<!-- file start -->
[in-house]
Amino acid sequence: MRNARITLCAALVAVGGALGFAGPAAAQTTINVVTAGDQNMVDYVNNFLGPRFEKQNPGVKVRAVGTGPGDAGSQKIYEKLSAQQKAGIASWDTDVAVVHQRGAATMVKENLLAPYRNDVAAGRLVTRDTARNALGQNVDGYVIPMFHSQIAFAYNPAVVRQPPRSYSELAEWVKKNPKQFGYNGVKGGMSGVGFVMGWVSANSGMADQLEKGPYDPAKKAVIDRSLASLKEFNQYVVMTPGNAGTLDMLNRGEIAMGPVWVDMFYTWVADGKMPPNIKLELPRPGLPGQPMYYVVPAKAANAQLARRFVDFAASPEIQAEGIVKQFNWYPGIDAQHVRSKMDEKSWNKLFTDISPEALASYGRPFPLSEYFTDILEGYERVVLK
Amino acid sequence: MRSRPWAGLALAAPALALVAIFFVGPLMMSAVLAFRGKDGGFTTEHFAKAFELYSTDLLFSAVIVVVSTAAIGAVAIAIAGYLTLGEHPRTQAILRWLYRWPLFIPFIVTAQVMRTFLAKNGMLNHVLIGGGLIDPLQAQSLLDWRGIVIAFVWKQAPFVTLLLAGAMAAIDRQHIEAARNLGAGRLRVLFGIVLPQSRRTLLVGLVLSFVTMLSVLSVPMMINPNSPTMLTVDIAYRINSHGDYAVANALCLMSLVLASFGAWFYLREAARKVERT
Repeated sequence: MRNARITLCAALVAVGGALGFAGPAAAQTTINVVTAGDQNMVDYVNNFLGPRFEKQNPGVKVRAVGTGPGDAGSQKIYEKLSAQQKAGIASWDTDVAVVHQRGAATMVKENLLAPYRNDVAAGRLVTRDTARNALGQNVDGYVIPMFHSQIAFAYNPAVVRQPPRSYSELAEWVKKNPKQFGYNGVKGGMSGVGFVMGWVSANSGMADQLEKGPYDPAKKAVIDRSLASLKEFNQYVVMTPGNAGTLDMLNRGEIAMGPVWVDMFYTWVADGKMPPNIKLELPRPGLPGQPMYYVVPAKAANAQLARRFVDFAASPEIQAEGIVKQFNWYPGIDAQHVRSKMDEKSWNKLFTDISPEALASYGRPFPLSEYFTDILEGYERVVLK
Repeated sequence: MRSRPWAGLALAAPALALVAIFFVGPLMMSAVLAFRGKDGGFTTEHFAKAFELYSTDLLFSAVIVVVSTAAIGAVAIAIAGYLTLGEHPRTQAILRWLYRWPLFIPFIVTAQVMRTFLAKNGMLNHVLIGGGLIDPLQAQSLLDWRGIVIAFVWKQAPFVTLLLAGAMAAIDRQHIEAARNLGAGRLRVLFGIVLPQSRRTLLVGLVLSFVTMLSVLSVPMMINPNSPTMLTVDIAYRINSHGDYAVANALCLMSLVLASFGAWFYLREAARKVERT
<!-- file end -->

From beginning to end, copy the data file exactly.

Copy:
[in-house]
Amino acid sequence: MRNARITLCAALVAVGGALGFAGPAAAQTTINVVTAGDQNMVDYVNNFLGPRFEKQNPGVKVRAVGTGPGDAGSQKIYEKLSAQQKAGIASWDTDVAVVHQRGAATMVKENLLAPYRNDVAAGRLVTRDTARNALGQNVDGYVIPMFHSQIAFAYNPAVVRQPPRSYSELAEWVKKNPKQFGYNGVKGGMSGVGFVMGWVSANSGMADQLEKGPYDPAKKAVIDRSLASLKEFNQYVVMTPGNAGTLDMLNRGEIAMGPVWVDMFYTWVADGKMPPNIKLELPRPGLPGQPMYYVVPAKAANAQLARRFVDFAASPEIQAEGIVKQFNWYPGIDAQHVRSKMDEKSWNKLFTDISPEALASYGRPFPLSEYFTDILEGYERVVLK
Amino acid sequence: MRSRPWAGLALAAPALALVAIFFVGPLMMSAVLAFRGKDGGFTTEHFAKAFELYSTDLLFSAVIVVVSTAAIGAVAIAIAGYLTLGEHPRTQAILRWLYRWPLFIPFIVTAQVMRTFLAKNGMLNHVLIGGGLIDPLQAQSLLDWRGIVIAFVWKQAPFVTLLLAGAMAAIDRQHIEAARNLGAGRLRVLFGIVLPQSRRTLLVGLVLSFVTMLSVLSVPMMINPNSPTMLTVDIAYRINSHGDYAVANALCLMSLVLASFGAWFYLREAARKVERT
Repeated sequence: MRNARITLCAALVAVGGALGFAGPAAAQTTINVVTAGDQNMVDYVNNFLGPRFEKQNPGVKVRAVGTGPGDAGSQKIYEKLSAQQKAGIASWDTDVAVVHQRGAATMVKENLLAPYRNDVAAGRLVTRDTARNALGQNVDGYVIPMFHSQIAFAYNPAVVRQPPRSYSELAEWVKKNPKQFGYNGVKGGMSGVGFVMGWVSANSGMADQLEKGPYDPAKKAVIDRSLASLKEFNQYVVMTPGNAGTLDMLNRGEIAMGPVWVDMFYTWVADGKMPPNIKLELPRPGLPGQPMYYVVPAKAANAQLARRFVDFAASPEIQAEGIVKQFNWYPGIDAQHVRSKMDEKSWNKLFTDISPEALASYGRPFPLSEYFTDILEGYERVVLK
Repeated sequence: MRSRPWAGLALAAPALALVAIFFVGPLMMSAVLAFRGKDGGFTTEHFAKAFELYSTDLLFSAVIVVVSTAAIGAVAIAIAGYLTLGEHPRTQAILRWLYRWPLFIPFIVTAQVMRTFLAKNGMLNHVLIGGGLIDPLQAQSLLDWRGIVIAFVWKQAPFVTLLLAGAMAAIDRQHIEAARNLGAGRLRVLFGIVLPQSRRTLLVGLVLSFVTMLSVLSVPMMINPNSPTMLTVDIAYRINSHGDYAVANALCLMSLVLASFGAWFYLREAARKVERT